Browse Screen’s training features on visual effects, e-learning, EMBAs, diversity and the London Film School.
Training the next generation of film talent, from the creative side to the business people, is of vital interest to everyone in the industry. Screen International’s annual training guide explores several intriguing topics, from how the burgeoning VFX sector is training up its new recruits to how film schools are addressing the diversity question to why David Puttnam decided to launch an online EMBA for industry professionals.
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As the industry evolves in the digital age, how the future workforce is trained to cope with these challenges is of utmost importance. A more diverse workforce which better understands the needs of audiences is crucial, and film schools and training initiatives should be striving to equip those seeking careers in film with the most useful skillset.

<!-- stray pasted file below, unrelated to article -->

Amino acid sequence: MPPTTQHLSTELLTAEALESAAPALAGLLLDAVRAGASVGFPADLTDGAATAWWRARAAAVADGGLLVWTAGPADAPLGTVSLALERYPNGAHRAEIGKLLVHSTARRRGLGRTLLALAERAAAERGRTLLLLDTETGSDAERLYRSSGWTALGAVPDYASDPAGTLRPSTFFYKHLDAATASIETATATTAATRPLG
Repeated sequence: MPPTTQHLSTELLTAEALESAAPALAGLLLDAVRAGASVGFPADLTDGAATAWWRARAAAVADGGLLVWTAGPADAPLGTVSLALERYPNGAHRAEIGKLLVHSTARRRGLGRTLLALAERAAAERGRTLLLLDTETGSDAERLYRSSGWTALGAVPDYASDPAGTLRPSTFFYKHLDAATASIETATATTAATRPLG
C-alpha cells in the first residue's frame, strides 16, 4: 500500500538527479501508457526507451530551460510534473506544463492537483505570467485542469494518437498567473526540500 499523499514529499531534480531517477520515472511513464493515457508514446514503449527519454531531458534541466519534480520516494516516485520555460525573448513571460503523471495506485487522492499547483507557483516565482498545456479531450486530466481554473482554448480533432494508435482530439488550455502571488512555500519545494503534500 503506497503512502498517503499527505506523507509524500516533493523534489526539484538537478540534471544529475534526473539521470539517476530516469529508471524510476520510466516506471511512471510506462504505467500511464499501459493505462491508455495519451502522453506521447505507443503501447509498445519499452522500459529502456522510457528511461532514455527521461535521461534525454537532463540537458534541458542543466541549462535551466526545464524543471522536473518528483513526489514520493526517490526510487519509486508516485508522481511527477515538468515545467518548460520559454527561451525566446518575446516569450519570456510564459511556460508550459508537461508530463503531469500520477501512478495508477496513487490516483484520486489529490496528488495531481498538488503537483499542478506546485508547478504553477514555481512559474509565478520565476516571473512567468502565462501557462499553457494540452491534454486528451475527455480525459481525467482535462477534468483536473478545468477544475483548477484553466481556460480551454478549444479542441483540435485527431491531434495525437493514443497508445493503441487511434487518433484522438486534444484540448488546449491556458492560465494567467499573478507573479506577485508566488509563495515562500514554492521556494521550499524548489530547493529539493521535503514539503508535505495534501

Europe and the UK have had demonstrable success in training up the next generation, with many publicly funded organisations to help that process, including Creative Skillset and the European Union’s Creative Europe MEDIA sub-programme.
The latter funded training initiatives from 16 EU member states last year, allocating around $8.6m (€7.8m) to 58 applicants, including the Documentary Campus Master School, Berlinale Talents and the eQuinoxe screenwriters’ workshops in Germany, and to the ACE producer continuous training programme and EuroDocs in France.
The UK received almost $830,000 (€750,000) funding for such projects as Britdoc’s Impact Producers Lab and the NFTS’s Inside Pictures programme.
This year, the sub-programme aims to distribute $8.1m (€7.3m) funding across 55 training initiatives with the goal of improving the competitiveness of the audiovisual sector in European and international markets and having a structural effect on European audiovisual companies, including testing new business models.
In addition, Creative Europe plans to focus on training projects that improve the circulation of European audiovisual works through audience development and new distribution models as well as those enhancing the film and TV industry’s capacity to integrate digital technologies.
Being forward-thinking in training is the best way to cope with industry challenges ahead.
Matt Mueller, editor